New Website Launched

Guest Blog | December 11, 2012 | Coal, Energy Policy main page screenshot
Watch a video demo:

SACE staff member Joan Walker contributed to this post.

Today Southern Alliance for Clean Energy, in partnership with Appalachian Voices, Southern Environmental Law Center, and North Carolina Conservation Network, are launching the first-ever comprehensive online tool that allows citizens to find specific information about coal ash impoundments near them. The site,, features an interactive map that shows what level of safety a particular power plant’s coal ash dams meet. One click takes you deeper into the data about each plant and highlights if there are any known contamination problems at the coal ash impoundment(s) on site as well as what local groups you can contact about the issue. With 21 of the nation’s 45 High Hazard ash impoundments here in the Southeast, it is clear our problem looms large above the rest of the country.

Nine states are covered by the site, which launching almost exactly four years to the date since the massive coal ash dam in Kingston, Tenn. catastrophically failed, releasing over a billion gallons of coal ash that poisoned some 300 acres, destroyed two dozen homes and filled the Emory River with toxic sludge. The coalition developed the website to call greater attention to the lurking dangers of coal ash in the South, where 40% of the nation’s coal ash is held in nearly 450 coal ash impoundments, with roughly 118 billion gallons of the toxic waste. That’s enough coal ash waste to fill over 300,000 football stadiums!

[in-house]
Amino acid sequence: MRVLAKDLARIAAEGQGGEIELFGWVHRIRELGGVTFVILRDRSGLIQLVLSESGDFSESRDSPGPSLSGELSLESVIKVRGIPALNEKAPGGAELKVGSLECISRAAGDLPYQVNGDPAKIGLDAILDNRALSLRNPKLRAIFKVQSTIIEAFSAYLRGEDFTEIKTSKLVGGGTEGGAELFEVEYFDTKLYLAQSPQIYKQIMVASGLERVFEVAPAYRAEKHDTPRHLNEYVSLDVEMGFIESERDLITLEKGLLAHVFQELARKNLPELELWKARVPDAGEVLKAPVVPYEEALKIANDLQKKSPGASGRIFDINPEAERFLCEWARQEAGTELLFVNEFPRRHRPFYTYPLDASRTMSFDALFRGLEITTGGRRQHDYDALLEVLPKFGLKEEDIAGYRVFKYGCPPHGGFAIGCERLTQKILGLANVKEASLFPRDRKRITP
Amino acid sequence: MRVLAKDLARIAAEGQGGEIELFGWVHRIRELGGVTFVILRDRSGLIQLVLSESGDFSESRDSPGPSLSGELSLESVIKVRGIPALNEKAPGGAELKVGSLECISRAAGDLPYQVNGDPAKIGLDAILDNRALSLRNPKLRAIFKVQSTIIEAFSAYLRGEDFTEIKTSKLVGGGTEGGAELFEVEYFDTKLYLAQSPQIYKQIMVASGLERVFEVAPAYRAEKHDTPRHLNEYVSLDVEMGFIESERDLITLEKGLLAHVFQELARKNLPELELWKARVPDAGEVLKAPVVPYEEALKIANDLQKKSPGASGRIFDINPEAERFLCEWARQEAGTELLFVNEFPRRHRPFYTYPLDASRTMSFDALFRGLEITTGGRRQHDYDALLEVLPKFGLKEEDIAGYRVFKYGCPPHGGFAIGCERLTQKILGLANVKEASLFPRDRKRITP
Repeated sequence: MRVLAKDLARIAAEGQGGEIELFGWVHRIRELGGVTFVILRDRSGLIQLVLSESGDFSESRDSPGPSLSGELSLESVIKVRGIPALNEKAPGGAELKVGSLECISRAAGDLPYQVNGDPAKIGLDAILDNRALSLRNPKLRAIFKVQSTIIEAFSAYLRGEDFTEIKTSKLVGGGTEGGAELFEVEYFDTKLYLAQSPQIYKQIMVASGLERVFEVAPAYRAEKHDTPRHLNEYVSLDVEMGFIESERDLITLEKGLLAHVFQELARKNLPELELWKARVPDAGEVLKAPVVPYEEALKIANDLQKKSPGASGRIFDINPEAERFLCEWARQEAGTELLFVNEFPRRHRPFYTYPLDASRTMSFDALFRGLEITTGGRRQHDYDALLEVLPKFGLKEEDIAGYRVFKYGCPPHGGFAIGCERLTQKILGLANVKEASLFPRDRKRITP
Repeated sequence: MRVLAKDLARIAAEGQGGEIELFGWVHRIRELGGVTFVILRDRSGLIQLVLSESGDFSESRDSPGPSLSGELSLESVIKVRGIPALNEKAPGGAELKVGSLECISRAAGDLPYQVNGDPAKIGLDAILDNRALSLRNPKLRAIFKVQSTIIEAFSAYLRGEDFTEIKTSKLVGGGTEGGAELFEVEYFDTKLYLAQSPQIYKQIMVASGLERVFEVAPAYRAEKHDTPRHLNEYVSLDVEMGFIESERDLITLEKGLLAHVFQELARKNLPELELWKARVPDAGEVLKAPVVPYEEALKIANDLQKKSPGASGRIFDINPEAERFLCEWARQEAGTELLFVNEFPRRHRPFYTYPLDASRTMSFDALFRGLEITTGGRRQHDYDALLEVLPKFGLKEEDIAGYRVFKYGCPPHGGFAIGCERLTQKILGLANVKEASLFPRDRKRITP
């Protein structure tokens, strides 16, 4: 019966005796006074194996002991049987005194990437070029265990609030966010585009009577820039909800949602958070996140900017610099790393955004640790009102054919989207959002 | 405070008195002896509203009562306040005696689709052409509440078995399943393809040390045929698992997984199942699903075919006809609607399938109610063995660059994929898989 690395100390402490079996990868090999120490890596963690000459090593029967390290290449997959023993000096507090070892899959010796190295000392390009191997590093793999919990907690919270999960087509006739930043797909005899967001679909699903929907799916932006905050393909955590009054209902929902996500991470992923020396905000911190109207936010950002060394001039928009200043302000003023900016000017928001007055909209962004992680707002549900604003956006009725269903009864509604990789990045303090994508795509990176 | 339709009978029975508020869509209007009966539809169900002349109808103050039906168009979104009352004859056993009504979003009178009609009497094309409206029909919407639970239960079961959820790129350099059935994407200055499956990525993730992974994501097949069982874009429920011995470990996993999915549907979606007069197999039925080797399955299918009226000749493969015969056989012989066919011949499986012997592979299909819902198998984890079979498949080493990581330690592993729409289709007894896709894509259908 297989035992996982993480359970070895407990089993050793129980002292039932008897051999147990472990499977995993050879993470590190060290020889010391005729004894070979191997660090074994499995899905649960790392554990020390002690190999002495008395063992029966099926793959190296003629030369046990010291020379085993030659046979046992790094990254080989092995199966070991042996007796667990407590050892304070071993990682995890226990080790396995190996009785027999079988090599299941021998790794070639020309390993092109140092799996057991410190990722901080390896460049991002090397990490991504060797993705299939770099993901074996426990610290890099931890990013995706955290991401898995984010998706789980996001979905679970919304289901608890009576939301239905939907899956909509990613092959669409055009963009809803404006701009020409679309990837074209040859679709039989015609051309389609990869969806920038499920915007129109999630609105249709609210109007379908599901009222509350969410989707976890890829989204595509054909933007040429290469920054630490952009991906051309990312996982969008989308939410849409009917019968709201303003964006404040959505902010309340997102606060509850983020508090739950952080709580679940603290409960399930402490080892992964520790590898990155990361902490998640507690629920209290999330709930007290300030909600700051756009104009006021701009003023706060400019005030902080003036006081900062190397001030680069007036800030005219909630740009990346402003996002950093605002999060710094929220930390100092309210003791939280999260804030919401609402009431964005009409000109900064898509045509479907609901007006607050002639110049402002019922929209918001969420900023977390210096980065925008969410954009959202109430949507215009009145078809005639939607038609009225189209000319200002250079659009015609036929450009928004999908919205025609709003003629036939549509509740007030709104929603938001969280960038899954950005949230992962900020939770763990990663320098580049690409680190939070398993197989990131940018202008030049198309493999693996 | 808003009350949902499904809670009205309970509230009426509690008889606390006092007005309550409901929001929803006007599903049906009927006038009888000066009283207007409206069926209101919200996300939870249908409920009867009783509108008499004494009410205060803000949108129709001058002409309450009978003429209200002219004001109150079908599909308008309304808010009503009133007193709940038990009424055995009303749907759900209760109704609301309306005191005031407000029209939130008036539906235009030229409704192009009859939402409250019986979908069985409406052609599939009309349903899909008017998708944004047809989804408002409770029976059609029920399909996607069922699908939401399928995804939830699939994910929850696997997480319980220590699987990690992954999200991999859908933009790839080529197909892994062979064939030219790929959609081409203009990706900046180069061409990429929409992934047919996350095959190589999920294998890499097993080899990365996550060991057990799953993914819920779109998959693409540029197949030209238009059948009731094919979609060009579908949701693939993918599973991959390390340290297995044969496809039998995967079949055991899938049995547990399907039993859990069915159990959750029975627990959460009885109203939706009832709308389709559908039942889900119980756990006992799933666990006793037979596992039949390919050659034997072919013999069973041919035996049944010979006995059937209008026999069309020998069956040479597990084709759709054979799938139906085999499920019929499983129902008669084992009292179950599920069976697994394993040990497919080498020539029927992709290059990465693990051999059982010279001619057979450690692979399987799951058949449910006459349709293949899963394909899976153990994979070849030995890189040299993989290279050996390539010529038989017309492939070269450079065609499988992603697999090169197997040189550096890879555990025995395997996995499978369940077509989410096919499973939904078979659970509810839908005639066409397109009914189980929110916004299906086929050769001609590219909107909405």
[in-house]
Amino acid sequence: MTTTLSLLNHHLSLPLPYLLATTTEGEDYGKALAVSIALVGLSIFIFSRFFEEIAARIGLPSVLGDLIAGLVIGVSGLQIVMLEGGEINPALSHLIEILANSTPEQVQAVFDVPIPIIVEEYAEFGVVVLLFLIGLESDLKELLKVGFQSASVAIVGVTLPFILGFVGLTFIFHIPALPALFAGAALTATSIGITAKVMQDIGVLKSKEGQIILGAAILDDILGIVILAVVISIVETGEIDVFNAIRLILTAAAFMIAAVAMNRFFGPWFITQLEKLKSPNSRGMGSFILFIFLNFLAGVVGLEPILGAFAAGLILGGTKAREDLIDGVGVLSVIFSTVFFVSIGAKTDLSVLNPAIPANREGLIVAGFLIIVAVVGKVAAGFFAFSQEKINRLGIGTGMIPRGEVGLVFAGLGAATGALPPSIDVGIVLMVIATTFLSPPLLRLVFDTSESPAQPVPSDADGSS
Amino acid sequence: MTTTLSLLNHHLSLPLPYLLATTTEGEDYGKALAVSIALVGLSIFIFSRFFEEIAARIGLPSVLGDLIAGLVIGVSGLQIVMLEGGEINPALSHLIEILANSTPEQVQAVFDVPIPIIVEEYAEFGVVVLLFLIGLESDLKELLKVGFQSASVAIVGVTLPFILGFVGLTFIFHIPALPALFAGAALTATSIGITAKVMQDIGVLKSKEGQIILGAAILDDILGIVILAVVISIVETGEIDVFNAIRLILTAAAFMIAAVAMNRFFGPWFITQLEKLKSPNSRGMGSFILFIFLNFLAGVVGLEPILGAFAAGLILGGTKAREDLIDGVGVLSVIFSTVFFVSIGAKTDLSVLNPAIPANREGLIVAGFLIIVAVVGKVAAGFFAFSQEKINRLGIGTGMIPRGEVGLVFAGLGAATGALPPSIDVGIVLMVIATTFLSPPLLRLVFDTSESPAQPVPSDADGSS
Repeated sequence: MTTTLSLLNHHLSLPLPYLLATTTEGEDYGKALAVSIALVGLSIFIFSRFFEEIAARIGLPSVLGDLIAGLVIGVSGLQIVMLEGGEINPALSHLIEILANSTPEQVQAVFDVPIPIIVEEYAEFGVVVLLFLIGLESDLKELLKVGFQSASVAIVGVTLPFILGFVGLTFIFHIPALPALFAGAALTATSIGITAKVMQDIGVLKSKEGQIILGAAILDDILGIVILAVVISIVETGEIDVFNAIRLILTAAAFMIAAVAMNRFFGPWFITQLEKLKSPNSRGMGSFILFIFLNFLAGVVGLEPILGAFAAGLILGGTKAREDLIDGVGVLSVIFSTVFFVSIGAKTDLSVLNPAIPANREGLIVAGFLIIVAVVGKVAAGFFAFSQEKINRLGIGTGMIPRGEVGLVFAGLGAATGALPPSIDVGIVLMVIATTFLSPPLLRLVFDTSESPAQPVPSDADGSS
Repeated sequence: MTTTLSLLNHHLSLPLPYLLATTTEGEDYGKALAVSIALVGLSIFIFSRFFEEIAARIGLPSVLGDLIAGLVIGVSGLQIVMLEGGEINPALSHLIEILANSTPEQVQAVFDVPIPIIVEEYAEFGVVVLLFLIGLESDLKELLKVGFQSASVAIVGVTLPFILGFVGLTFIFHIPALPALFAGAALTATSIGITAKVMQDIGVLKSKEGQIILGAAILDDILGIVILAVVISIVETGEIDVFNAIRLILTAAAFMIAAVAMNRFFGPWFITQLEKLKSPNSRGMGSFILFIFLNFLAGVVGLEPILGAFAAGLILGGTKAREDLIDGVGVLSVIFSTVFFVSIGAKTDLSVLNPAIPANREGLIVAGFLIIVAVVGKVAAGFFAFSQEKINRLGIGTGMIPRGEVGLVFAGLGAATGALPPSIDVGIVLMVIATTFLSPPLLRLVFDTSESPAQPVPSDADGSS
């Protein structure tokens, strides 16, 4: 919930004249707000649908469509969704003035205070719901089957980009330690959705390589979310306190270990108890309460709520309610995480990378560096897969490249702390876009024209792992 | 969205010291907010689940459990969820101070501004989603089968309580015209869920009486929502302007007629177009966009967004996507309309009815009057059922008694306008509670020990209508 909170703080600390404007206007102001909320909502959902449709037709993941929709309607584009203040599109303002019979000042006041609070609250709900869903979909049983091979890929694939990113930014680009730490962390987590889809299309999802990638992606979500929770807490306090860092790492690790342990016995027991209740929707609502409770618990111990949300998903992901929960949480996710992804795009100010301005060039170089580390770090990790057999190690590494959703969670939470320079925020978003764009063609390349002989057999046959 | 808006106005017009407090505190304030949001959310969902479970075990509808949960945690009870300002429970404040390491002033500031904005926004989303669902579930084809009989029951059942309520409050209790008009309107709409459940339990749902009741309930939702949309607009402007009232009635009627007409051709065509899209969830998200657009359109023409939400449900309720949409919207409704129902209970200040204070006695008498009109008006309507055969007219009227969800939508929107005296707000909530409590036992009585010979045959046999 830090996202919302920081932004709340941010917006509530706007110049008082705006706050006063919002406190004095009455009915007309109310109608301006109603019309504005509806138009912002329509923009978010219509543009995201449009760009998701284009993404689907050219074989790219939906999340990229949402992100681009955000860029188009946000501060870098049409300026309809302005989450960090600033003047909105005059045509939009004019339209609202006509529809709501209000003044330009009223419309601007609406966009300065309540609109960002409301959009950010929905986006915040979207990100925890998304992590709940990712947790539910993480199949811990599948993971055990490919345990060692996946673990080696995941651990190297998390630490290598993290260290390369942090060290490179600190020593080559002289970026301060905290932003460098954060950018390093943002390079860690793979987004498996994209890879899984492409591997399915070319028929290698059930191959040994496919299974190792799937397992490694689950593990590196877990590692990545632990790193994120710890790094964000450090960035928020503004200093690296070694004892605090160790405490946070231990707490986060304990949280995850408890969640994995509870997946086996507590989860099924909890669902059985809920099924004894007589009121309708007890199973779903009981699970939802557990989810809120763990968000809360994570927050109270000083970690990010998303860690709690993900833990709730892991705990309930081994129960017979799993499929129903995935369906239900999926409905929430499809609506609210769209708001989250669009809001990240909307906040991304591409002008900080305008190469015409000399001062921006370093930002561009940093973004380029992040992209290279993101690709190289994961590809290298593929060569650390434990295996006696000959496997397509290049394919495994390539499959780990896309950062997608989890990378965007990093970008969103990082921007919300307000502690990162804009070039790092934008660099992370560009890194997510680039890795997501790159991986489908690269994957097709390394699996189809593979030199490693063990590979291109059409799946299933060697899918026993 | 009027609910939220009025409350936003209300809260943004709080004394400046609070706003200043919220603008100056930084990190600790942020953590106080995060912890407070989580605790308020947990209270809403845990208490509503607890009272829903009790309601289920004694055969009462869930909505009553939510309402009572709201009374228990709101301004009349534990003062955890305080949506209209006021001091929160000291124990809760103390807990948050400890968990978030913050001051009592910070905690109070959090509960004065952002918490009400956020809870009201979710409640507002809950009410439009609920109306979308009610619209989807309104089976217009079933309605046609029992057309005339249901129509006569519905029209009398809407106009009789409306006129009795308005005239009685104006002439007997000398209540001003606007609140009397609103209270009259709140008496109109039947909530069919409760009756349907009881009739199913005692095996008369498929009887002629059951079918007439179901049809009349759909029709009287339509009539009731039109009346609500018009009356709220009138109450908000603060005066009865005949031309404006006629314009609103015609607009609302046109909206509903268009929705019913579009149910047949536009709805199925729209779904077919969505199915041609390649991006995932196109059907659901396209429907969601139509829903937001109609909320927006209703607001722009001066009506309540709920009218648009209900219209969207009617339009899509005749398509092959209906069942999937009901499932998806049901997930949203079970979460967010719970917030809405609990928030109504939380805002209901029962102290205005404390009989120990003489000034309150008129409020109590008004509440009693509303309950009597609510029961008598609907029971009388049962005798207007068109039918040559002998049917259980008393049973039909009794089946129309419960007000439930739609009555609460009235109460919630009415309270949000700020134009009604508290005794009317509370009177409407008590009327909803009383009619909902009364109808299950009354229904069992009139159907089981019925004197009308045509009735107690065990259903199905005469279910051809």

The site features an interactive map and database of 100 coal-fired power plants in the Southeast, color-coded by the amount of damage each would inflict if the coal ash dams were to break, according to EPA, helping citizens understand the challenges faced by the region and their state. Importantly, the site allows a simple and quick way for visitors to Take Action by contacting our Southeast EPA Region 4 Administrator about concerns in the ongoing delay of the agency to finalize national coal ash regulations.

Users will also find more than a dozen informational pages detailing the health and environmental hazards of coal ash as well as the current legislative and regulatory environment, active legal battles, links to additional articles, news and more. In addition to each coal-fired power plant in the Southeast having a site-specific page, users can choose the “Table of Power Plants” tab on the home/map page to sort a variety of information including hazard rating, total gallons of coal ash, nearest water body, and your location.

A few compelling details featured by the website:

  • Almost half the coal plants in the Southeast have inadequate data for EPA to properly assess the coal ash dams on site, with both SC and FL only receiving a dam hazard rating for one of their 12 plants.
  • Many plants lack adequate water monitoring data to show whether or not there are water contamination problems associated with ash impoundments.
  • In Alabama, three of the five plants with EPA ratings have been rated as high or significant hazard.
  • In Virginia, only five of the state’s 13 power plants have been inspected for on site coal ash dam safety by the EPA.
  • North Carolina has more high hazard coal ash impoundment dams than any other state in the Southeast, with high-hazard dams found at seven of its 14 coal plants, plus the NC’s own office of dam safety found that nearly all the state’s dams are high hazard!
  • In Tennessee, all of the state’s eight plants have either significant or high-hazard dams.
  • Kentucky has more coal-fired power plants than any other state in the Southeast; about one half of them have significant or high-hazard ash impoundments on site.
  • In Georgia, dams at seven of the states 11 coal plants have been rated by the EPA for safety; dams at all but one of the plants were found to pose a significant or high hazard.

Please spread the word about this important new internet resource! If you would like to review the press release for your state about the website release, please find them here:

Watch a video demonstration of the website here:

Guest Blog
My Profile